By: Patrick Finegan
Publisher: Two Skates Publishing
Publication Date: March 2019
Reviewed by: Anita Lock
Irony sets in with a New York cooperative apartment dwelling when one act of goodwill evolves into an “everything sinister” change of events in Patrick Finegan’s debut, Cooperative Lives.
Jack Roberts has more than his fair share of problems. If finding himself unemployed after having worked for three different offices—all of which go belly up—wasn’t enough, he now has to care for his wife Susan, who uses a wheelchair as a result of a skiing accident. Fortunately, Melissa, their teenaged daughter, keeps him active with school and her extracurricular figure skating lessons.
While out as a family, walking about the city, life for the Roberts takes an unexpected turn when Sheldon Vogel, a widower and tenant in the same apartment complex, saves Susan from getting hit by a bus. What Jack doesn’t know is that a chain of events from Sheldon’s sacrificial act will unfold into nothing less than a nightmare. Whether or not Jack and his family come out unscathed remains to be seen.
Patrick Finegan pens a riveting and unnerving mystery in his debut, Cooperative Lives.The lawyer and financial consultant turned rising author knows a thing or two about life in New York City, having lived and worked there for thirty-plus years. Finegan succinctly captures the essence of the country's most populated megacity, and not just the sights, sounds, and smells. What is so unique about his plot is the way he capitalizes on New Yorkers’ quirks—lack of eye contact, always on the go (especially with the crazy traffic), and small talk—amid a host of elusive characters.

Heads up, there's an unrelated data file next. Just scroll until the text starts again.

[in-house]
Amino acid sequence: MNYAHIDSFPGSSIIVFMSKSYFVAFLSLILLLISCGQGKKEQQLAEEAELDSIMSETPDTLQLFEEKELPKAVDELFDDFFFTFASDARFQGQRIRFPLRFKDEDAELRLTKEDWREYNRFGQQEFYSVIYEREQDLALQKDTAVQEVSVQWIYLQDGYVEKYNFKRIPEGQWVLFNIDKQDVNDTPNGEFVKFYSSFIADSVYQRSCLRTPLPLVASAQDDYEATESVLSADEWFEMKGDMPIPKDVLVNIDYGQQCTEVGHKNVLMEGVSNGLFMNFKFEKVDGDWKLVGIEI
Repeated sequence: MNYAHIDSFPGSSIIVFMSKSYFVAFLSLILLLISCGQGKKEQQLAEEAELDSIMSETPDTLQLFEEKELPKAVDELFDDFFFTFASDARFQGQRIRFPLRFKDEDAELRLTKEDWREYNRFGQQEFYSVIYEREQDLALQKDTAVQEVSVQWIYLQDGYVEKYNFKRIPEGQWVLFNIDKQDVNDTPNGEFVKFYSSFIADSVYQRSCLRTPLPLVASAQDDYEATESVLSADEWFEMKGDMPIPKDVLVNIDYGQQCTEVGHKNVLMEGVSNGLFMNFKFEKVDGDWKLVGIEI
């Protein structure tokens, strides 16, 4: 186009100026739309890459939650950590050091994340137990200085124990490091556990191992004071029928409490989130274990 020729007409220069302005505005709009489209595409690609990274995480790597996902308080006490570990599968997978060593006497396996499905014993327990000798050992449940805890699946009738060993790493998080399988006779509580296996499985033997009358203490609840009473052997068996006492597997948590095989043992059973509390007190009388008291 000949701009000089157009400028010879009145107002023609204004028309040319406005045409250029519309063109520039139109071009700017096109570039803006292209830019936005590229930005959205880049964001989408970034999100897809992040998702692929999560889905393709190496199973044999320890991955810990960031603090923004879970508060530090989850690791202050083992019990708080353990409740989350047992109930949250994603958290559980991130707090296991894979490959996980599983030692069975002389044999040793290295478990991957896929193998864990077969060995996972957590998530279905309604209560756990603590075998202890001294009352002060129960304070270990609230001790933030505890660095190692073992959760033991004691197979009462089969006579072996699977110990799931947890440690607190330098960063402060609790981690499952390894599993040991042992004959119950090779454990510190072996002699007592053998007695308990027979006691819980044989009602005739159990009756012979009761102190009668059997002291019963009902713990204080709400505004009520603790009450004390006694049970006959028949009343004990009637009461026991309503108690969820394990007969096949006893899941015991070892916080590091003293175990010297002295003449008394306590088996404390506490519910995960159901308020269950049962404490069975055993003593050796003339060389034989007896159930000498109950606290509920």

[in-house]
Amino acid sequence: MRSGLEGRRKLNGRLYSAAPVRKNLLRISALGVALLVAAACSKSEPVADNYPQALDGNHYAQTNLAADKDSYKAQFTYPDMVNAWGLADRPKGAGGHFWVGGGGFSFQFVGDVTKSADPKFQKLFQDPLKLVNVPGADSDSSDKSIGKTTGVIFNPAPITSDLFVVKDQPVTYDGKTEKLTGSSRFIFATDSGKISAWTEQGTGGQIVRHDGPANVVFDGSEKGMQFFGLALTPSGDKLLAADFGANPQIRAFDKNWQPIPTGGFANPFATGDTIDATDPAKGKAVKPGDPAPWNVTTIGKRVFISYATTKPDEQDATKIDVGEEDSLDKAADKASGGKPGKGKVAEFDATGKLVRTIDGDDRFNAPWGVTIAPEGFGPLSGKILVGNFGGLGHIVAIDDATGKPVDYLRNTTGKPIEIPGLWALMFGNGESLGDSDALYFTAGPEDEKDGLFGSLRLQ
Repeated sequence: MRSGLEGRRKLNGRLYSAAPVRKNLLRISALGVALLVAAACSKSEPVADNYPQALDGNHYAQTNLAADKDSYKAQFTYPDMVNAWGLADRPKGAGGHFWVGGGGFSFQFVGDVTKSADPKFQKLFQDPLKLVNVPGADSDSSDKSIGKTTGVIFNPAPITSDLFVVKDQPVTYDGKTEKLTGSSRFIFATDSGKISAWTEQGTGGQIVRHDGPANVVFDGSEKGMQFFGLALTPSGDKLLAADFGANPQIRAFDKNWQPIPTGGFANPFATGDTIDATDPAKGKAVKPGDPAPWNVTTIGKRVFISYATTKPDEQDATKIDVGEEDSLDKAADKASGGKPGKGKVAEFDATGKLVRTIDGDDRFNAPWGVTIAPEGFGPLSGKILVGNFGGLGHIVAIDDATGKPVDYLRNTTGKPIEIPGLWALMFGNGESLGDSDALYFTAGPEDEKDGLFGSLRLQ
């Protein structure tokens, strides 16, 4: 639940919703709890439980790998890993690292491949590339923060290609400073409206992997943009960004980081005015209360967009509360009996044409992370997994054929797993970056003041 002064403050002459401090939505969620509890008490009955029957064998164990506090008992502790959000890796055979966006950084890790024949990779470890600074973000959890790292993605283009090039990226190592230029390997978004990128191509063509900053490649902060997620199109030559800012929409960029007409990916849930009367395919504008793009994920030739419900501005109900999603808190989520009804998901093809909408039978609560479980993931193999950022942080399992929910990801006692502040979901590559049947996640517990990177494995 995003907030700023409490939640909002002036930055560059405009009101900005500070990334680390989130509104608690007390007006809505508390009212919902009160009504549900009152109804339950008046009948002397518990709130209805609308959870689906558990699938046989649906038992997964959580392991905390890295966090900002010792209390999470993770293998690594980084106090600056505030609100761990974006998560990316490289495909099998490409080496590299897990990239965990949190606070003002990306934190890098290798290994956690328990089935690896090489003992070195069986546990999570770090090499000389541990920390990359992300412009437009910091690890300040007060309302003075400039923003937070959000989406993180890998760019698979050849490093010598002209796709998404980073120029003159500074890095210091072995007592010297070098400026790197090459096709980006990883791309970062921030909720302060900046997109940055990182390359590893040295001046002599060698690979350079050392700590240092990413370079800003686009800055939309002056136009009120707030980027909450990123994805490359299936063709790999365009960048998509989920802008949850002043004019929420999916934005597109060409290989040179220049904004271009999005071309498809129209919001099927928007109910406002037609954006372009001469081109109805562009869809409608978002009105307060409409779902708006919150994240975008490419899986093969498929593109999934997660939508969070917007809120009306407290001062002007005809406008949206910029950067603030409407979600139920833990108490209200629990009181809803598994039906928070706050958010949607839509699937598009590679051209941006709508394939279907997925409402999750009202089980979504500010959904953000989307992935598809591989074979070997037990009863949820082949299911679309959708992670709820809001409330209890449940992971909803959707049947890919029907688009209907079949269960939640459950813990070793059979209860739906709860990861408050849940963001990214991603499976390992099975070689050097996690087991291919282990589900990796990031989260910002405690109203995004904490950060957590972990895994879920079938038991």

Finegan’s forty-plus cast that ranges from innocent to mainly shifty co-op residents, doctors, lawyers, and beyond, is as multilayered as his plot. A good example is George Wallace (Wally), who is one of the tenants and is a devoted husband and father. He’s also a topnotch hacker. Another is co-op tenant Mildred Whiting Blaszczyk, who not only wants to be acclaimed as a rising romance author but also thinks nothing of having the maid dust her taxidermic dog. Divided into four sections, Cooperative Lives keeps to third-person POV while shifting cast members between the present (2012-2013) and the past (backstories and subplots), which then provide glimpses into the nitty-gritty of prominent and supporting characters, while at the same time slowly building tension. Finegan skillfully takes all of these literary elements to create unanticipated conflict, resolution, and a startling ending.
Quill says: A page-turner from beginning to end, Cooperative Lives is a must for mystery aficionados.